Vicarious Vocalities / Simulated Songs RMA Study Day: Remembered, Shared, and Created Voices in Popular Culture
September 27 @ 9:00 am - 4:30 pm
Following the rich discussions of the Vicarious Vocalities conference in September 2020 (a virtual
conference hosted by the University of Portsmouth), this Study Day aims to bring together
scholars of all stages to explore the abundant forms of simulated, copied, or imitative voices in
popular culture. With previous conference papers presenting on topics ranging from Hollywood
dubbing and Bollywood playback singers, lip-sync performance and TV talent shows, and cyborg
voices and voices of the divine, we hope to think creatively and expansively about vicarious
vocalities in myriad forms, and analyse such voices within an interdisciplinary and multimedia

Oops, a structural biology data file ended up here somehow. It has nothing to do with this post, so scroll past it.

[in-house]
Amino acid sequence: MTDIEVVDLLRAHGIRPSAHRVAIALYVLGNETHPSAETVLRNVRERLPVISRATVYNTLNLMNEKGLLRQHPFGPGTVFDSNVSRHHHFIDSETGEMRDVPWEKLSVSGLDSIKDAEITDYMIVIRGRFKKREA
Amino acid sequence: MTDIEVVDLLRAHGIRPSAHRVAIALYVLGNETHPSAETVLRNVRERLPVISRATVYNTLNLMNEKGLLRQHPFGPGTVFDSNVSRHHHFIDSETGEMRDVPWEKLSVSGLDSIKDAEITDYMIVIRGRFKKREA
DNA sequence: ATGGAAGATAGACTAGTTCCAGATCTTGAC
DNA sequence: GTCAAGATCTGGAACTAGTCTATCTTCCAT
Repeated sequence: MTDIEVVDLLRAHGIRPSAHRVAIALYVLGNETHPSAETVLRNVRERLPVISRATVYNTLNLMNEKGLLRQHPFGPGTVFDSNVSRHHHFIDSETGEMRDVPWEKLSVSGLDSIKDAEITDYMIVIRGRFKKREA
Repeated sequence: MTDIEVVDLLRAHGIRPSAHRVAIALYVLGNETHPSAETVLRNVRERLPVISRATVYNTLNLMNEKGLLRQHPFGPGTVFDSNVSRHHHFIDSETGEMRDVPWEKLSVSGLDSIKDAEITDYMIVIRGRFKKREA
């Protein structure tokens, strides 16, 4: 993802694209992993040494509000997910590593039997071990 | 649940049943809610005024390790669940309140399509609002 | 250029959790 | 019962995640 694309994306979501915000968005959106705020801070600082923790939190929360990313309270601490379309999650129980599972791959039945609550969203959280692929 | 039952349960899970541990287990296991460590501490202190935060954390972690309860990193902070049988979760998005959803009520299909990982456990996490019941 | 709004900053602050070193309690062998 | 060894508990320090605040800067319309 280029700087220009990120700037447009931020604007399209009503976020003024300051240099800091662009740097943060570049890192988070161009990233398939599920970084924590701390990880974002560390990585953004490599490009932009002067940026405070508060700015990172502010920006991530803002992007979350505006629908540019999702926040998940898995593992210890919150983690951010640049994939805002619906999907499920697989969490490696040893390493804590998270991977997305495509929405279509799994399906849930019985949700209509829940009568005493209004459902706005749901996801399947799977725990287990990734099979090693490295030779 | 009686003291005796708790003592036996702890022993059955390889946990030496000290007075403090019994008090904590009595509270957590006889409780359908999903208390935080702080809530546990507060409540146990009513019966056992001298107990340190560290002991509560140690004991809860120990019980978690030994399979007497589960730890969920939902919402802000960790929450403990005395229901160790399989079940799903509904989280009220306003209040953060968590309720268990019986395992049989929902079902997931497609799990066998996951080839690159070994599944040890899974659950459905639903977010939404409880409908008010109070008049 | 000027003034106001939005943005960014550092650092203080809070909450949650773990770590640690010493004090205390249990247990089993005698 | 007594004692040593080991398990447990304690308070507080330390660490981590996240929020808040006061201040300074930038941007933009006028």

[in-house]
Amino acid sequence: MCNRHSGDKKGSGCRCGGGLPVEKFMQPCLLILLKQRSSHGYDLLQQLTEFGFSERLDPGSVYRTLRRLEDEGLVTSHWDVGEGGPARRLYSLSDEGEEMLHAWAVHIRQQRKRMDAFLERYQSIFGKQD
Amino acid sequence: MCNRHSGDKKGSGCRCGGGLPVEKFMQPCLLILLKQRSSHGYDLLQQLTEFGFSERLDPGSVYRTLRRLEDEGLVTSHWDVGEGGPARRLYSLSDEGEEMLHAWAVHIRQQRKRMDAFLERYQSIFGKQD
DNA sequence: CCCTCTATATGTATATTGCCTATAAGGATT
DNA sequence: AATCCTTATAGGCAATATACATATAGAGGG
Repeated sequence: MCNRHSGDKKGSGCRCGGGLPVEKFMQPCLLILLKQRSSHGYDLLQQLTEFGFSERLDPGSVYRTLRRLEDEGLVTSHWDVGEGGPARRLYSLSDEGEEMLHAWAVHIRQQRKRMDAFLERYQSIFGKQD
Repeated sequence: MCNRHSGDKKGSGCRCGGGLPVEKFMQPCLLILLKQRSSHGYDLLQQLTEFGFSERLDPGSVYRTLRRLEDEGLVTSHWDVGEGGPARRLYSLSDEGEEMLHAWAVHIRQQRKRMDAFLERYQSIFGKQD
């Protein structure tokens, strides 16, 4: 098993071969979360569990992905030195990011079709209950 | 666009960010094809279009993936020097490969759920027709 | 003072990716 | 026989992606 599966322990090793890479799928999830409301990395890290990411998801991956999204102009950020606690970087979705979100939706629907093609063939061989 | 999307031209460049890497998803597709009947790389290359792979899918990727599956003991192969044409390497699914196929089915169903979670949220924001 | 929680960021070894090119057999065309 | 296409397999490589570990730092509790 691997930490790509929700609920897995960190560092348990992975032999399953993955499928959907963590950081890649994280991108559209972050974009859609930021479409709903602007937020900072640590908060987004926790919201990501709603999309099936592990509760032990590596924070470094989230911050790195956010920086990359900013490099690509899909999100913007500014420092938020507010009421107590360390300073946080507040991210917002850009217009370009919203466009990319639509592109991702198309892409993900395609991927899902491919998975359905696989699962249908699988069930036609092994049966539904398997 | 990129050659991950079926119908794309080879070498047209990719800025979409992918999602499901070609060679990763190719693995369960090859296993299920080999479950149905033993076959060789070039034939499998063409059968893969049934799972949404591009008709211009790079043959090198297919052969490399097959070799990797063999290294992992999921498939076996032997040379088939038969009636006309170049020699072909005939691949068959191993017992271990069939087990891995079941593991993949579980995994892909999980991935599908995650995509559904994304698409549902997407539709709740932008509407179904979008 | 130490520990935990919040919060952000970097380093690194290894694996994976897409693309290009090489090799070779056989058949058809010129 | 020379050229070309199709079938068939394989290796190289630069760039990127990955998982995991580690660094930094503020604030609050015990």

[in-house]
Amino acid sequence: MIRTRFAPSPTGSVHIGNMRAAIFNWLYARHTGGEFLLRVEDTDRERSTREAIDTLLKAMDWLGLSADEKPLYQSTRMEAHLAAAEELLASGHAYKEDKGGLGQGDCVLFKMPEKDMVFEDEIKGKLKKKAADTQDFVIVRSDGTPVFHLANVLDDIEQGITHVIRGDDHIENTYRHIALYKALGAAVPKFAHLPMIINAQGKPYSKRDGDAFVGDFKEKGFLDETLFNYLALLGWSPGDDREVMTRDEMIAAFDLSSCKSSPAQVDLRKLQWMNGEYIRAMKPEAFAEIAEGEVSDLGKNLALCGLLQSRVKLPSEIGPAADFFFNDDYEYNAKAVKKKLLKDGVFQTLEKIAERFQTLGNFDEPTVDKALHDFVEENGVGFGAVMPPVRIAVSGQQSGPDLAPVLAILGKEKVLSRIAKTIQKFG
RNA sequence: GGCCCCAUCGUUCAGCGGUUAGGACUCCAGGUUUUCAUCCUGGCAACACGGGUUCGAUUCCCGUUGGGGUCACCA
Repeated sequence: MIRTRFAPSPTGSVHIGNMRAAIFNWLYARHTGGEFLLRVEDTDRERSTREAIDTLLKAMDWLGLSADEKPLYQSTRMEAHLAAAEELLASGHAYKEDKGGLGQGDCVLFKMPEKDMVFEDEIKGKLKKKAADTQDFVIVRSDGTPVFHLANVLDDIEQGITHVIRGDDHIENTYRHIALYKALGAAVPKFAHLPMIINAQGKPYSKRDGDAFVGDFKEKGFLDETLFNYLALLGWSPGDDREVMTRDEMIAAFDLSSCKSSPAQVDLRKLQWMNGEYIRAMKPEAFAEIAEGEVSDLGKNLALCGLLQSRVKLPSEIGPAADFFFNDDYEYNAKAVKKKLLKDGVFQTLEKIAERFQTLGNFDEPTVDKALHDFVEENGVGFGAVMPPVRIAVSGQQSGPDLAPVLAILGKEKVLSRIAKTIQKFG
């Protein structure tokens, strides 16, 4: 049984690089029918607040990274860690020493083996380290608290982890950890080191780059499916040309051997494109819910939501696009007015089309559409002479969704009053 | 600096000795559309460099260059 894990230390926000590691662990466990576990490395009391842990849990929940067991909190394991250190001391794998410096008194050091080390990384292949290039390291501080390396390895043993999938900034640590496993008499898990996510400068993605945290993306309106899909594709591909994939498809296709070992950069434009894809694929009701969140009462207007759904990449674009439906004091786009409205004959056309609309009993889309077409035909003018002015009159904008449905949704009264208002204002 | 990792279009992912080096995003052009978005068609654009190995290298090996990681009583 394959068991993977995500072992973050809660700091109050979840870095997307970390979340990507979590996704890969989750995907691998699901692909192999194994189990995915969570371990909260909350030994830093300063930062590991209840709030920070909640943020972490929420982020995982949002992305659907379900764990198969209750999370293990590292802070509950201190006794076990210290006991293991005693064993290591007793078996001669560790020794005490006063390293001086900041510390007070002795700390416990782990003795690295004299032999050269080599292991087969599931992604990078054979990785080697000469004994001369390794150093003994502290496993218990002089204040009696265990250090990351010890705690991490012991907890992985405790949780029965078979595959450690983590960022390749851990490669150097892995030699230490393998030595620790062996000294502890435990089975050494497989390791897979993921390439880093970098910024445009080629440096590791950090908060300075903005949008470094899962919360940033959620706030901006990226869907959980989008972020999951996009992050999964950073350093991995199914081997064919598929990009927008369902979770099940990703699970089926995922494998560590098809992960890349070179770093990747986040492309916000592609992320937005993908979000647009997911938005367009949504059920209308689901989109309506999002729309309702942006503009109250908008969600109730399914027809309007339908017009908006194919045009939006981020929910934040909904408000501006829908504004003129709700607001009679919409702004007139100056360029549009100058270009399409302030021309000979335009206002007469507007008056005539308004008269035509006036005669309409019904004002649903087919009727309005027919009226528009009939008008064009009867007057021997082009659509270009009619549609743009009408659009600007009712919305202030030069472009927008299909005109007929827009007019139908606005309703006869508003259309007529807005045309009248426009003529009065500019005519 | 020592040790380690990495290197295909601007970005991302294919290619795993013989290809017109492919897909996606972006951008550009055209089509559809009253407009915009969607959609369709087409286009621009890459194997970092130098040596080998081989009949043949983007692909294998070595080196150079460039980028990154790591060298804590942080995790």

The Study Day aims to weave together multiple research avenues of voice studies, constructing a
polyphonic discourse. While this list is not exhaustive and we hope to be surprised by new areas
of research presented, we are interested in continuing to forge connections between areas such
as ventriloquism (Steven Connor 2000), tribute acts (Shane Homan 2006; Georgina Gregory 2016),
lip-syncing (Carol Langley 2006; Jacob Bird 2020; Merrie Snell 2020), karaoke (Rob Drew 2001;
Kevin Brown 2015), vocal emulation in bio-musicals and biopics (Millie Taylor 2012; Ben
MacPherson 2020), talent shows (Jennifer Fleeger 2014), and vocal queerness (Wayne
Koestenbaum 1993; Freya Jarman 2011).
The previous conference was constructed around three strands: Lost, Stolen, and Borrowed Voices. This Study Day will similarly seek to explore our presentations in three strands: Remembered, Shared, and Created Voices.
Any enquiries can be directed to Dr Jacob Mallinson Bird at email@example.com.